“Better to Reign in Hell…”
Original Airdate: September 19, 2016
Gotham has had an interesting transition over the past three seasons. While the show first began as a standard cop procedural, it has wonderfully embraced its pulpy comic roots and is now one of the wackiest and most entertaining shows on TV. Out of all the comic shows on right now, this might be one of the most underrated ones.
The show has not been afraid to embrace a weird, madcap world. Since the introduction of Hugo Strange and his experiments at Indian Hill, Gotham has since made a transition into the more fantastical, which has made it much more interesting to watch.
The show picks up six months after the Indian Hill breakout, where things are not going well for our main protagonist.
FOR THE MONEY
After a brief interlude with Gordon, we discover that Lee has already moved on, and currently has found love with someone else. This comes across as surprising, as I was a bit worried that the season would spend time prolonging the romance (as charming as it is) between the two. Cutting this subplot within the first minute was an excellent move and gave rise to by far the most intriguing aspect of this season.
Six months later, Gordon is no longer a cop in the GCPD and acts as a bounty hunter, collecting criminals for cash. He spends his nights alone, drinking in bars. He also utilizes his skills hunting down the monsters that have broken free from Indian Hill, which leads to some rather amusing one-liners during the fight.
This character change might be the best aspect of the episode of the premiere, hands down. For the past three seasons, we’ve seen Jim become more and more cynical as things have progressively gotten worse around him. The only thing Jim’s ever held onto is his morals, and how he has to stay the good path.
This season finds him at the complete opposite end of that spectrum. Jim now takes the law into his own hands, instead of waiting for the bureaucracy. Jim has essentially become a vigilante, and that has the possibility of making him dangerous. We know that Jim doesn’t become the BIG vigilante in Gotham City, but seeing him in a different light is an intriguing prospect.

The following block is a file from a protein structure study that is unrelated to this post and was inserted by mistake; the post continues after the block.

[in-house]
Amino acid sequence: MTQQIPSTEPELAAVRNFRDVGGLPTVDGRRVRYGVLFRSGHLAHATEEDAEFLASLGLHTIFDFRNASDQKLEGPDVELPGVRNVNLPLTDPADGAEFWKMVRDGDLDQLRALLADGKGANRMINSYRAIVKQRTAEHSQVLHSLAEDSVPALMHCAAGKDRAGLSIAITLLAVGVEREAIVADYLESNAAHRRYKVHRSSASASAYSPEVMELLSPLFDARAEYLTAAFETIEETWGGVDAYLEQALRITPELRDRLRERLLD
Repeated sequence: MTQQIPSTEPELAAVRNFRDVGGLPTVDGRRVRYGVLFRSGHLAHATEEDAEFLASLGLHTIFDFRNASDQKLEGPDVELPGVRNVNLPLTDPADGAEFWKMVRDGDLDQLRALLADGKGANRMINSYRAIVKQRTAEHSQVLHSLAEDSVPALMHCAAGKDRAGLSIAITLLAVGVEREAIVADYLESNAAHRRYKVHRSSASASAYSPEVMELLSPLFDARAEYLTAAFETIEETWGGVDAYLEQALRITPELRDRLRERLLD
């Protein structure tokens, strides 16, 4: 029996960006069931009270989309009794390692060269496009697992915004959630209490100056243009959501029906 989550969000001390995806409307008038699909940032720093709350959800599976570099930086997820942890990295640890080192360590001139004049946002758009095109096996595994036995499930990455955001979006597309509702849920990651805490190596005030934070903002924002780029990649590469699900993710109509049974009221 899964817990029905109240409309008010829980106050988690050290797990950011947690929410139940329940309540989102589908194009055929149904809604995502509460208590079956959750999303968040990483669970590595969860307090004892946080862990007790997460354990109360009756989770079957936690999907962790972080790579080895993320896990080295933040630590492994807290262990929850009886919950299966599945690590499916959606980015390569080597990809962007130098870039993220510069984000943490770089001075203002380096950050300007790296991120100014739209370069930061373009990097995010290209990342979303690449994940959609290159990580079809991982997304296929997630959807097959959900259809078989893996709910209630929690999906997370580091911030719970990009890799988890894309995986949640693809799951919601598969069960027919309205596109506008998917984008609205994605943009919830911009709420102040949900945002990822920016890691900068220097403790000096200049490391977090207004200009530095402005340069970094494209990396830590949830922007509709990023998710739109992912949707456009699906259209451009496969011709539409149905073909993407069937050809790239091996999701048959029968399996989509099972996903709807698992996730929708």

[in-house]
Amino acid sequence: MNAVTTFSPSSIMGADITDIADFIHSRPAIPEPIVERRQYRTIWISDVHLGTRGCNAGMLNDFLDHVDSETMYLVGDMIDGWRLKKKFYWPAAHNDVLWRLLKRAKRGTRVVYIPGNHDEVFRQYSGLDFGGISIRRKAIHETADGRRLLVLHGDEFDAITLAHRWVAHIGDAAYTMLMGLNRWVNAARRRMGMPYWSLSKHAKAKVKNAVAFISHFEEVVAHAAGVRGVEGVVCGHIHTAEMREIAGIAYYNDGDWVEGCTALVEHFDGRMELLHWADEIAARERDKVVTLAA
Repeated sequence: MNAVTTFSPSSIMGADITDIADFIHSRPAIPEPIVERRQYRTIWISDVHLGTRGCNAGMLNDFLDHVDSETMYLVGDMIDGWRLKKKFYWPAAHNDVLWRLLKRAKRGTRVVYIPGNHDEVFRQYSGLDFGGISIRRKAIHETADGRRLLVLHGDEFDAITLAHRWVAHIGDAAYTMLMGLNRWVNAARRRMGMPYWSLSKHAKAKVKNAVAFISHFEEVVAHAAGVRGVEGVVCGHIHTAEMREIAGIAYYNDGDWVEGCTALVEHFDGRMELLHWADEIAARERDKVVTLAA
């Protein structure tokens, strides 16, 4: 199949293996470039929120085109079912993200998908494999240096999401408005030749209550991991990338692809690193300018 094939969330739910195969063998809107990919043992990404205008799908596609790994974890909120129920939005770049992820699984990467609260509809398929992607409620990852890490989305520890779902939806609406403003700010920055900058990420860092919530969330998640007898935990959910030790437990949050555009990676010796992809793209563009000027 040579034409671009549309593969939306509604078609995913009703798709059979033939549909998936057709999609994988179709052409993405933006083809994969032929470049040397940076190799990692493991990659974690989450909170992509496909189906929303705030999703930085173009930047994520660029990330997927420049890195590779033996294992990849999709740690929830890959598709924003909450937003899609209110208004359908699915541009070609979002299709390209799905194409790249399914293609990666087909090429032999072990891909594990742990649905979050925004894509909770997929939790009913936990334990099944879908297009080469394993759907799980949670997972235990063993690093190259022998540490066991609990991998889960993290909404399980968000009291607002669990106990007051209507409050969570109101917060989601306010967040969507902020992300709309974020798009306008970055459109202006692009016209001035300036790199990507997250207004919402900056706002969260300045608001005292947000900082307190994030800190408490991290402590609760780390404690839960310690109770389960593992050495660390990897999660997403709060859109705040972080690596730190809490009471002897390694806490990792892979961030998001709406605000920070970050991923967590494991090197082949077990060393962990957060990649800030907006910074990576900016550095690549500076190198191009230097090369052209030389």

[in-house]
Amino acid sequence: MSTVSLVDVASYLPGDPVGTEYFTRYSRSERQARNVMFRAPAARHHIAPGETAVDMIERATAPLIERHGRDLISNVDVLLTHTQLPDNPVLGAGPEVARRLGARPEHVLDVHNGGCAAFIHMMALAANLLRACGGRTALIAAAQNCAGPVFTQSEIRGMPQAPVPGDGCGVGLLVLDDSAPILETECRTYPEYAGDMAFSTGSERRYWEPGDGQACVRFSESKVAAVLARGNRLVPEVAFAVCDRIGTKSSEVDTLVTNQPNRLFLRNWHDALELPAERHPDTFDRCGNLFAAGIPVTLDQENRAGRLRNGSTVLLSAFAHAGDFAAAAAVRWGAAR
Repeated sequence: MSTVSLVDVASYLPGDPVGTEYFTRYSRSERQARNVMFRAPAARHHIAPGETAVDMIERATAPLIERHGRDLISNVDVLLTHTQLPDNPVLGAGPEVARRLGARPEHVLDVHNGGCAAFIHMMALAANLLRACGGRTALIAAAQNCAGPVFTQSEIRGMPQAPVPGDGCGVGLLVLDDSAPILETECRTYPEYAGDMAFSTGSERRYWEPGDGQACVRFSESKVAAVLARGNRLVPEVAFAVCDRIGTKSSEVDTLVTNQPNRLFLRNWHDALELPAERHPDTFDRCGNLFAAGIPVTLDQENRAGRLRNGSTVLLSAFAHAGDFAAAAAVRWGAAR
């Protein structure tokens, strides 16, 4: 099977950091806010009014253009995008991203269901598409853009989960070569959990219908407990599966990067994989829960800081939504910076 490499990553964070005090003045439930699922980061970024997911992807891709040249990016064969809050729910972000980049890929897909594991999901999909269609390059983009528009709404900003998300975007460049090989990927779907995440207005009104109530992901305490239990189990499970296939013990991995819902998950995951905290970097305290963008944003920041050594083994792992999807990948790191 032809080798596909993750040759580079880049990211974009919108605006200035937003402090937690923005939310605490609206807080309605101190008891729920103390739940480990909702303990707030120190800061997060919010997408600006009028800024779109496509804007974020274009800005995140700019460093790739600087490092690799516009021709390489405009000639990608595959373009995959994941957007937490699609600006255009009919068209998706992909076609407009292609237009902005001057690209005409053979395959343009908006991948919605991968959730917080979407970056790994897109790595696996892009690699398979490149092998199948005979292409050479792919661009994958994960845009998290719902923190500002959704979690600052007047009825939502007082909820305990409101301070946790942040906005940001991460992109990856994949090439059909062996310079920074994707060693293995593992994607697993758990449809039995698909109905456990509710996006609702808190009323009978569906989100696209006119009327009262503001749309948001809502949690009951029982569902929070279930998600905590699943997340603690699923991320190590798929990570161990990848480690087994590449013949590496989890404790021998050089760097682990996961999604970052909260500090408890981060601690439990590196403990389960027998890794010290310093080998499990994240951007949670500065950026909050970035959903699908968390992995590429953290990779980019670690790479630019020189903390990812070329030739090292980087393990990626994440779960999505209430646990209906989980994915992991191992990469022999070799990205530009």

Later on, we see Jim get intel from plucky and nosy reporter Valerie Vale (relation to Vicki?) that leads him to approach Ethel Peabody, who was released from jail after testifying against Strange. Mooney’s monsters find them and one of them attacks Jim in broad daylight, revealing massive bat wings (possibly our first look at this world’s take on Man Bat).
The next part comes as a bit of a surprise, as Peabody is later captured and murdered by Mooney and her merry band of monsters (though the way that Peabody went, aging rapidly, is a bit of inspired creativity). The death was surprising as I knew she wouldn’t be in the season too much, but I wasn’t expecting her to... well, die.
ALL ABOARD THE TRAIN TO CRAZYTOWN
One of the strongest aspects of Gotham is its villains. While the show originally focused a lot on going, “HEY LOOK, VILLAINS FROM THE BATMAN UNIVERSE! WE’RE SETTING UP BATMAN’S WORLD. WE LOVE THE BATMAN UNIVERSE!... BATMAN,” it has since allowed the villains to have taken on a life of its own, allowing for some truly fascinating character arcs.
One villain who has been consistently engaging since the first season has been Oswald Cobblepot, a.k.a. The Penguin. When we last saw him, he had been perhaps the slightest bit shocked that his former boss was alive and kicking. Cobblepot makes a surprise appearance at the GCPD with his partner, Butch, and announces the return of Fish Mooney as the leader of the monsters.